icon-folder.gif   Conference Reports for NATAP  
  The Liver Meeting
Digital Experience
November 13 - 16 - 2020
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  AASLD 2020 Nov 11-16


Phuc Le1, Michael Rothberg1, Samer Gawrieh2, Arthur J. McCullough1, Mazen Noureddin3 and Naim Alkhouri4, (1)Cleveland Clinic, (2)Indiana University, (3)Division of Digestive and Liver Diseases, Cedars-Sinai Medical Center, (4)UT Health San Antonio
Background: Cirrhosis is a leading cause of morbidity and mortality in the U.S. With the rising prevalence of obesity, the current burden of steatosis and fibrosis associated with chronic liver diseases in US adults has not been defined in population-based studies. Using vibration controlled transient elastography (VCTE), we estimated the prevalence and identified risk factors of steatosis and fibrosis among the general U.S. adults.
Methods: We conducted a cross- sectional, retrospective analysis using 2017-2018 National Health and Nutrition Examination Survey data. We included adults aged ≥18 years and excluded pregnant women and those with incomplete exam. We defined steatosis based on the median controlled attenuation parameter (CAP) score of ≥274 dB/m for steatosis level 1 (S1) (≥5% fat), ≥290 dB/m for S2 (≥34% fat), and ≥302 dB/m for S3 (≥67% fat). For median stiffness score, we applied a cutoff of ≥8.2 kPa for fibrosis stage 2 (F2), ≥9.7 kPa for F3, and ≥13.6 kPa for cirrhosis or F4 . The prevalence of steatosis were estimated for the whole population. The prevalence of fibrosis was calculated by liver etiology: hepatitis B or C, fatty liver (≥5% liver fat), and other liver diseases (participants ever told to have any liver condition). All prevalence rates were age-adjusted. We used multiple logistic regression to identify risk factors associated with S≥S3 and F≥F3. P-value < 0.05 was considered statistically significant. The complex survey design was accounted for in all analyses.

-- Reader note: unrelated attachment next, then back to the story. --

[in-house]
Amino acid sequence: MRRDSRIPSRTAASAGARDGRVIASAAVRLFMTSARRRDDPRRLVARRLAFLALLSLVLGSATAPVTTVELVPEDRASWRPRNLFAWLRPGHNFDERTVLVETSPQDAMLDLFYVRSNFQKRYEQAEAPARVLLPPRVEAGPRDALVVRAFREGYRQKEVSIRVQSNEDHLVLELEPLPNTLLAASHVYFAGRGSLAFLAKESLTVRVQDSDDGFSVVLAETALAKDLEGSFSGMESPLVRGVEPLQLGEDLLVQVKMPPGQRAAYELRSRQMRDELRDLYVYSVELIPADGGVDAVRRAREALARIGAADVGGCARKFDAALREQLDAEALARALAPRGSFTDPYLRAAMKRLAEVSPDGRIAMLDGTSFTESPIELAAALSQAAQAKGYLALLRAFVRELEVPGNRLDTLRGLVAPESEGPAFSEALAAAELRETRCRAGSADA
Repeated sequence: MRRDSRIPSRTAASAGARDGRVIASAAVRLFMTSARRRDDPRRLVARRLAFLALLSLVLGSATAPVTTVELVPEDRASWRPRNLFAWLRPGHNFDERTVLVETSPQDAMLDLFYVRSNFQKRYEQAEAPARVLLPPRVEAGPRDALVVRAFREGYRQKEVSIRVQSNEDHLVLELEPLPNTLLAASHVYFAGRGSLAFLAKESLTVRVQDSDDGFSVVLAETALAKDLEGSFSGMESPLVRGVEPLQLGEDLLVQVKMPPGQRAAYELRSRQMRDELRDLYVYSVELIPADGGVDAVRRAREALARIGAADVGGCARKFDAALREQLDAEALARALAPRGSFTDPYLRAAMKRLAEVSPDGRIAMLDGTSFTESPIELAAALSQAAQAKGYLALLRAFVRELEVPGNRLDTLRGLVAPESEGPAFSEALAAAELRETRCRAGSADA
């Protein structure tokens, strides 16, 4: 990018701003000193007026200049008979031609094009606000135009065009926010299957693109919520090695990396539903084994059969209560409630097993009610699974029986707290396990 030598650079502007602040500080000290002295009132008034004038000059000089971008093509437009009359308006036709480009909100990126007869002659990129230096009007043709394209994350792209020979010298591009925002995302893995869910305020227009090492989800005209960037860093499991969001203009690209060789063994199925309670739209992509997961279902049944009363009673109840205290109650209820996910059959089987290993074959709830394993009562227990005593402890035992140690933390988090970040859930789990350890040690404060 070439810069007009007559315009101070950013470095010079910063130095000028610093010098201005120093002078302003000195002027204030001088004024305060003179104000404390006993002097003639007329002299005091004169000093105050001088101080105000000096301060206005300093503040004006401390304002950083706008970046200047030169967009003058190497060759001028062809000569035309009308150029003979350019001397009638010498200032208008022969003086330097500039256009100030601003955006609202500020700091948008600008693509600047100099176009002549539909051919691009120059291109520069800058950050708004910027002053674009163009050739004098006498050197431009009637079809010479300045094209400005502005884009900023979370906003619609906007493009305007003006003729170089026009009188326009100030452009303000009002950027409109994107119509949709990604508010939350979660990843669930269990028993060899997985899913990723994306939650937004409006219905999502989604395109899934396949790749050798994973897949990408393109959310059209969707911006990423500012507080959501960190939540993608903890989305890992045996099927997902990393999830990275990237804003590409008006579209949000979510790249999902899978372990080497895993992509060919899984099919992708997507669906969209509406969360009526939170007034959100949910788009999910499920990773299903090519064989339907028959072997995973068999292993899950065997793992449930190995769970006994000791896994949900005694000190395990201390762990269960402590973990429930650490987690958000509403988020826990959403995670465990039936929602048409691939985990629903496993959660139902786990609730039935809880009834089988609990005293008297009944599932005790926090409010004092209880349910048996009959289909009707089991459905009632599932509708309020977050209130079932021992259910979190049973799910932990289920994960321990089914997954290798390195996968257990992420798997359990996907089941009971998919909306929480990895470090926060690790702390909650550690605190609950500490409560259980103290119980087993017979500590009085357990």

Results: The final sample included 4,746 adults, representing >217 million persons. Mean age was 47 years, 49% were male, and mean BMI was 29 .4 kg/m2 . The age-adjusted prevalence of steatosis ≥S1, ≥S2, and ≥S3 was 41%, 32% and 26%, respectively. The age-adjusted prevalence of F≥F3 was 5% in the entire population (95% CI, 4.1-6.1%), 25% in patients with hepatitis B or C, 10% in patients with fatty liver, and 7% in patients with other liver diseases. Translating to the general population, at least 11 million adults had advanced fibrosis, 90% of which was due to fatty liver. Age, male, BMI≥30, diabetes, and low HDL were associated with having S≥S3. Age, male, BMI≥35, diabetes, hepatitis B or C, other liver disease, and steatosis ≥67% were associated with having F≥F3. Being Black was protective of both severe steatosis and advanced fibrosis.
Conclusion: Steatosis (≥5% liver fat) is widespread among U.S. adults. Almost 1 in 4 patients with hepatitis B or C and 1 in 10 patients with fatty liver had advanced fibrosis.